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Pritzker signs bill limiting constitutional challenges to two counties; opponents call it tyrannical | Illinois


(The Center Square) – Effective immediately, Illinoisans wanting to challenge the constitutionality of state laws or executive actions in state court can only file litigation in two of the state’s 102 counties. 

The contentious measure passed both chambers along party lines and says citizens can only file litigation in state court in either Sangamon or Cook counties. Gov. J.B. Pritzker signed the bill Tuesday. 

House sponsor of the bill, state Rep. Jay Hoffman, D-Swansea, said the measure seeks to limit venue shopping by litigants. 

Republican state Rep. Dan Caulkins, R-Decatur, who sued the state in Macon County challenging the state’s gun and magazine ban, said the bill, now law, is similar to the tyranny of King George III from which the founders of the United States declared independence. 

“The Democrats today are doing the very same thing. They pass unconstitutional laws to make law-abiding citizens criminals and then they make those same citizens travel hundreds of miles to a kangaroo court that they control,” Caulkins said during debate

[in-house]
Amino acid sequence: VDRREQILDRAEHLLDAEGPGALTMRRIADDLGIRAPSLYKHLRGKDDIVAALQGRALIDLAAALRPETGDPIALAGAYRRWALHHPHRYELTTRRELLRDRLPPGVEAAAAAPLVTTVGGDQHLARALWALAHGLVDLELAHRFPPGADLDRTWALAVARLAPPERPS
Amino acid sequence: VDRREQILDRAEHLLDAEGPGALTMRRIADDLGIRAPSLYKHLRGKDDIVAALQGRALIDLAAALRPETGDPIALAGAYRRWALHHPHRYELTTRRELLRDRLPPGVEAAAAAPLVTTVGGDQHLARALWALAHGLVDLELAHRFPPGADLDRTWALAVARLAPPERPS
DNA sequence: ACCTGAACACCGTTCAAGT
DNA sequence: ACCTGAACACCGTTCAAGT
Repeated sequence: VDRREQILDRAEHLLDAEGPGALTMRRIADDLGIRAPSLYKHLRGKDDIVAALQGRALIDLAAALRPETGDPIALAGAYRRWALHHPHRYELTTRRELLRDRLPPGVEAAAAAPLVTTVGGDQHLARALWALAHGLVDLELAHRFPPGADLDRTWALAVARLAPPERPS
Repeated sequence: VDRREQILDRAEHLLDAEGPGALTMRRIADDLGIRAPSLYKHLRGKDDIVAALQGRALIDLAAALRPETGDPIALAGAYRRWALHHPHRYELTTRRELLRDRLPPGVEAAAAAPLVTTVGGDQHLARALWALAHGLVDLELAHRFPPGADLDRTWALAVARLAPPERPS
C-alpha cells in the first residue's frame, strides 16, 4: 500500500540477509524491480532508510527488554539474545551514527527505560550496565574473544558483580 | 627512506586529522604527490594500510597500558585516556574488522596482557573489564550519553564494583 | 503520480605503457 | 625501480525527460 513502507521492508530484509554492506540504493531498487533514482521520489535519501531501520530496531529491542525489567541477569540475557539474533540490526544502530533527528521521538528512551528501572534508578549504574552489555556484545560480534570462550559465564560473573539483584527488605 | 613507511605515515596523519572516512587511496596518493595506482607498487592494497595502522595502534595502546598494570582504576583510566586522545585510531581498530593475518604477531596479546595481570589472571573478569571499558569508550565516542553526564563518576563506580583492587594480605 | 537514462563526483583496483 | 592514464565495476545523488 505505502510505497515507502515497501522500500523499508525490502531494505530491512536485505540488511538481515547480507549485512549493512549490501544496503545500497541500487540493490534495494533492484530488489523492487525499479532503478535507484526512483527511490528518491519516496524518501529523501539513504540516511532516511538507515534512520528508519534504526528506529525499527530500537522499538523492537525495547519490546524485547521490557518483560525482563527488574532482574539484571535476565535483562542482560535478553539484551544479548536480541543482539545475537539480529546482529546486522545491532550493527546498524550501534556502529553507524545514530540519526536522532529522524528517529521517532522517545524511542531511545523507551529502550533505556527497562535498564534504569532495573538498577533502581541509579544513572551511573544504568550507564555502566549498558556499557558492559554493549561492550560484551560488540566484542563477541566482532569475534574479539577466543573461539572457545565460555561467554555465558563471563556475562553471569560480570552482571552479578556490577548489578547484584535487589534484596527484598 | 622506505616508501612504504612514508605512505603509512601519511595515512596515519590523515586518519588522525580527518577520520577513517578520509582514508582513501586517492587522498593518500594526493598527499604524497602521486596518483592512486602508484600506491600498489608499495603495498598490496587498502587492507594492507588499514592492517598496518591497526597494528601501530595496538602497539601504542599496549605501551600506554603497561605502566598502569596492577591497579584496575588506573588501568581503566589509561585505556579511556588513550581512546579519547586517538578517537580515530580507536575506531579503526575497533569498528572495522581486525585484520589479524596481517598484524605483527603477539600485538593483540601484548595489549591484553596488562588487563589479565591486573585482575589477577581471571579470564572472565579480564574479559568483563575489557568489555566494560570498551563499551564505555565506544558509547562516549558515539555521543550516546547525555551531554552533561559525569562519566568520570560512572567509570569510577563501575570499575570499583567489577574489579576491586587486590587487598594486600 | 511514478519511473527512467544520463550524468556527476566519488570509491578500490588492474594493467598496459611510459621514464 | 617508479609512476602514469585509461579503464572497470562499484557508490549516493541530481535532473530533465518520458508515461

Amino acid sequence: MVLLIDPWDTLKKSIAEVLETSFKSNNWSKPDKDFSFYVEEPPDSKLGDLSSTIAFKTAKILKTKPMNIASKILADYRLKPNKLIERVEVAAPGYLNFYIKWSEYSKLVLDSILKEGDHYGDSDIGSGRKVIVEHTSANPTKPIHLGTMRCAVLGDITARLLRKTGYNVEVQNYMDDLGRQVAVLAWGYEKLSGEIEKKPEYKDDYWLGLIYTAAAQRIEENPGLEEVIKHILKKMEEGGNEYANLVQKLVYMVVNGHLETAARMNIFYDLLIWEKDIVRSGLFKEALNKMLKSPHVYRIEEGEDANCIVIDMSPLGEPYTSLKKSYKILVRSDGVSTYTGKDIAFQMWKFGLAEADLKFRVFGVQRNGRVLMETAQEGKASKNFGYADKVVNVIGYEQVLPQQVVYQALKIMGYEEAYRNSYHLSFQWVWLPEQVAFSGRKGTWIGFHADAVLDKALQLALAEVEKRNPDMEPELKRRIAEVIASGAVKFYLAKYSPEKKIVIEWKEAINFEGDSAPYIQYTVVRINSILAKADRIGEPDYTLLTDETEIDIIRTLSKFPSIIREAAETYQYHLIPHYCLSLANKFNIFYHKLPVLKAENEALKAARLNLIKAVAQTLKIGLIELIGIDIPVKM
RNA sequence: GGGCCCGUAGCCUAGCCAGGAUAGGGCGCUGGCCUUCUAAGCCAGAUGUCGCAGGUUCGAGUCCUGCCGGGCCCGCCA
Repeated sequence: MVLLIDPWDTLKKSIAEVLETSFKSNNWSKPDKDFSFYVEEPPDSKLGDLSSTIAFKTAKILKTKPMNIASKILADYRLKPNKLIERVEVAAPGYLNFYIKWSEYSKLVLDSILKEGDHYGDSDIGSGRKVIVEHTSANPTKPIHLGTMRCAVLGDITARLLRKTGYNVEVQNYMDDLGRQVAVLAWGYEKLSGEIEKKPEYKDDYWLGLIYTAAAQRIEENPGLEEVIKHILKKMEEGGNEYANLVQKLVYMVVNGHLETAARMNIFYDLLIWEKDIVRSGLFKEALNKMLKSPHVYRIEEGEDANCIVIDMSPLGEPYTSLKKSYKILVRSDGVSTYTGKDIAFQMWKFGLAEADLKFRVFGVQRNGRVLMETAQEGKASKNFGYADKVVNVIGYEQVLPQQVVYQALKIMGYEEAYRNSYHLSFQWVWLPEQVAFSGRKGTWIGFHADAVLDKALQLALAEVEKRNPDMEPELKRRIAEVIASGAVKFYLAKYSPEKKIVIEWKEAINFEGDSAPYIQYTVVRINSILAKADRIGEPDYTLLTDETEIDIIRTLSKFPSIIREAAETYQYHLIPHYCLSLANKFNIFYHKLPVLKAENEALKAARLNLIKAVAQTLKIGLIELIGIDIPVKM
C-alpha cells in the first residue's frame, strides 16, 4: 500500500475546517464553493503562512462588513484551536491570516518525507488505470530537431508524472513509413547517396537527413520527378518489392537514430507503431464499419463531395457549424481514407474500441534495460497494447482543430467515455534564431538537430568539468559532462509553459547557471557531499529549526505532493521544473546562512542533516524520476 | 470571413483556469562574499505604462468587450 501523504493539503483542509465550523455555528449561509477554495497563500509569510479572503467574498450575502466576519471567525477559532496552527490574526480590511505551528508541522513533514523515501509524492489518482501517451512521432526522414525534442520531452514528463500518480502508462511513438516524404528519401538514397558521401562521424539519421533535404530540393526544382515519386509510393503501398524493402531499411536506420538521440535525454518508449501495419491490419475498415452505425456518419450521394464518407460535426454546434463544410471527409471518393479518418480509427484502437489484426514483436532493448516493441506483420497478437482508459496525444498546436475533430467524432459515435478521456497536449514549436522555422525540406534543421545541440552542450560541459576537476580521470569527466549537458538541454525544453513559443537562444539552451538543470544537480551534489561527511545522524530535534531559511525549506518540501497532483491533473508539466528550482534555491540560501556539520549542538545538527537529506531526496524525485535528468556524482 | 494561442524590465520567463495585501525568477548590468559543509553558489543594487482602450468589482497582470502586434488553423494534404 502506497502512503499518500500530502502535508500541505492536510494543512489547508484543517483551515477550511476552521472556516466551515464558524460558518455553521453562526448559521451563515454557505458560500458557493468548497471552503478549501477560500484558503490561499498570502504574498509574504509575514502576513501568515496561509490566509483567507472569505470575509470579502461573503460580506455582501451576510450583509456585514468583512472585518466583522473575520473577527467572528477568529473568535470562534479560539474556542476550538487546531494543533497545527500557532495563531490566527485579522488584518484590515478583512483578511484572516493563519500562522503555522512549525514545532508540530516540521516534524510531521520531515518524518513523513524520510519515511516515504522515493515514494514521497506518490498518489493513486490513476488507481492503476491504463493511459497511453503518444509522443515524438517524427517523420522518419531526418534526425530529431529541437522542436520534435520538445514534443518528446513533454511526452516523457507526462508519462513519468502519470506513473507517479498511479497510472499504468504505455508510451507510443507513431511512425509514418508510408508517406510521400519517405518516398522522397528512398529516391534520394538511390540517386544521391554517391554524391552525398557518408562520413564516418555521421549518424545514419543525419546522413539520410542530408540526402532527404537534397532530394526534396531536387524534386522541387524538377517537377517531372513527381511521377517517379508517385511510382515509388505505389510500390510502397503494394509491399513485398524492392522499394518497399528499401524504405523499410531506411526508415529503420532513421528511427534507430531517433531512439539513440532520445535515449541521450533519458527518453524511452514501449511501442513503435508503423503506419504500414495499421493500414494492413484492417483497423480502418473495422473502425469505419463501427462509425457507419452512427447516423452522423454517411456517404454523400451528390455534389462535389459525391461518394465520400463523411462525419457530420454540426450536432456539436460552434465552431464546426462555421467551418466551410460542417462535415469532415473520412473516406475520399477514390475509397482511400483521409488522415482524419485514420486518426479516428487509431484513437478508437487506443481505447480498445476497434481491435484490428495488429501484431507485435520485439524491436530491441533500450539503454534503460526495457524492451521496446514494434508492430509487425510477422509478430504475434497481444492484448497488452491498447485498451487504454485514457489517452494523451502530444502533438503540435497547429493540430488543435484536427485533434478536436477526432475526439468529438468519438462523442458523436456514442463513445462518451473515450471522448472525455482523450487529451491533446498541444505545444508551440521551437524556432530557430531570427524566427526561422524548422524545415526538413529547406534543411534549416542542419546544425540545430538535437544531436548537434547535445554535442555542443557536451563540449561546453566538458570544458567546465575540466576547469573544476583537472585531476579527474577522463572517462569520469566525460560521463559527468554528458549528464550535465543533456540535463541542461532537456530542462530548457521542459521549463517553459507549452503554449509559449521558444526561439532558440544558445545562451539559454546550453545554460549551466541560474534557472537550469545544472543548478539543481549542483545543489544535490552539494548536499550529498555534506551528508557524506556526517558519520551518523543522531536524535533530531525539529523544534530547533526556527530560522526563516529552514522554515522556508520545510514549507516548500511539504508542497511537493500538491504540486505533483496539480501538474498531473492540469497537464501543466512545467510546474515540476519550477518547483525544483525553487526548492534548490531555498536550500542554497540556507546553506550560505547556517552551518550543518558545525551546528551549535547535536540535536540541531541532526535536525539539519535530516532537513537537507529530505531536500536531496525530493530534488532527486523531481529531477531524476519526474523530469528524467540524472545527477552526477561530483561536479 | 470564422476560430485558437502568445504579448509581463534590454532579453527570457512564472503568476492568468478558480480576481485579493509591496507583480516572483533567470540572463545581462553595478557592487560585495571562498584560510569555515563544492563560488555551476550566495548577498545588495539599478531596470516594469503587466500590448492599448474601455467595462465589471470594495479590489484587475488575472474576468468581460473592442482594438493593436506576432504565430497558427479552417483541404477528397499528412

State Reps. Jay Hoffman, D-Swansea, Patrick Windhorst, R-Harrisburg, Dan Caulkins, R-Decatur, and Dan Ugaste, R-Geneva, debate a bill to limit where people can sue the state. 

Senate President Don Harmon, D-Oak Park, said the measure limits venue shopping. But, Republican state Sen. Terry Bryant, R-Murphysboro, blasted the bill. 

“This is a terrible bill,” Bryant said during debate. “We have circuit courts in this state for a specific reason and that is so that people are able to go to their courts and have their grievances heard. Not so that we can make it more convenient for the person that was mentioned previously which is the attorney general. This is a very bad bill.” 

Illinois Senate President Don Harmon, D-Oak Park, state Sen. Terri Bryant, R-Murphysboro, and state Sen. Jason Plummer, R-Edwardsville, during debate Friday. 

Pritzker signed the bill Tuesday without any fanfare. The law takes effect immediately. Opponents say the measure denies citizens access to court and it’s possible the law could be challenged in federal court.


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